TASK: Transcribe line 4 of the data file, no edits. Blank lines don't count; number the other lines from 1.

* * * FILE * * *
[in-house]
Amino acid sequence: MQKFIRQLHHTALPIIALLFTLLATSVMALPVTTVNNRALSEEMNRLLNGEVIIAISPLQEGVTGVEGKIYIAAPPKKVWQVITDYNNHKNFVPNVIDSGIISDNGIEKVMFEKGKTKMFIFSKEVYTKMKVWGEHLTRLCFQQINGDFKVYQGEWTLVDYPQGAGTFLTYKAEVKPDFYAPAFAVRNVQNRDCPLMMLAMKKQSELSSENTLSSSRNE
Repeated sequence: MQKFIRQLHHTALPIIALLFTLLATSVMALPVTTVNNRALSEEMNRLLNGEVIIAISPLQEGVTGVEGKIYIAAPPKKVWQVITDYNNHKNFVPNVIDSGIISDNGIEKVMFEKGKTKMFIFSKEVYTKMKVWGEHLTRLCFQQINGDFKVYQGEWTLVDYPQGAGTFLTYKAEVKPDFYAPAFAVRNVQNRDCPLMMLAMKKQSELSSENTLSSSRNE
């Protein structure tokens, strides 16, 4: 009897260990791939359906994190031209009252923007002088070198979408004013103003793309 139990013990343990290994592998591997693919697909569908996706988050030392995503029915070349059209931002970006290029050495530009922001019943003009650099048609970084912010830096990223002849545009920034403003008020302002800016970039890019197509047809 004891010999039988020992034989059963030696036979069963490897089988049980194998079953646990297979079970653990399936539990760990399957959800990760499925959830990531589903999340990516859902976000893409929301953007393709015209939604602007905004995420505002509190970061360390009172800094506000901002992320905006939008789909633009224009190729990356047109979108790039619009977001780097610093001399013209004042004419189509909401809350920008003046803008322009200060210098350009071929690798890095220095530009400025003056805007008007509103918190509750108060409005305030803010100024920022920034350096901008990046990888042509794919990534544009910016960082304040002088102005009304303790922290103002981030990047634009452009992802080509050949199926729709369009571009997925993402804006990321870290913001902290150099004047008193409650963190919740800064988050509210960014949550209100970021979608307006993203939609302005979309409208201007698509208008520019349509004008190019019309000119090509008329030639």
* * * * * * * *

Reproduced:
């Protein structure tokens, strides 16, 4: 009897260990791939359906994190031209009252923007002088070198979408004013103003793309 139990013990343990290994592998591997693919697909569908996706988050030392995503029915070349059209931002970006290029050495530009922001019943003009650099048609970084912010830096990223002849545009920034403003008020302002800016970039890019197509047809 004891010999039988020992034989059963030696036979069963490897089988049980194998079953646990297979079970653990399936539990760990399957959800990760499925959830990531589903999340990516859902976000893409929301953007393709015209939604602007905004995420505002509190970061360390009172800094506000901002992320905006939008789909633009224009190729990356047109979108790039619009977001780097610093001399013209004042004419189509909401809350920008003046803008322009200060210098350009071929690798890095220095530009400025003056805007008007509103918190509750108060409005305030803010100024920022920034350096901008990046990888042509794919990534544009910016960082304040002088102005009304303790922290103002981030990047634009452009992802080509050949199926729709369009571009997925993402804006990321870290913001902290150099004047008193409650963190919740800064988050509210960014949550209100970021979608307006993203939609302005979309409208201007698509208008520019349509004008190019019309000119090509008329030639």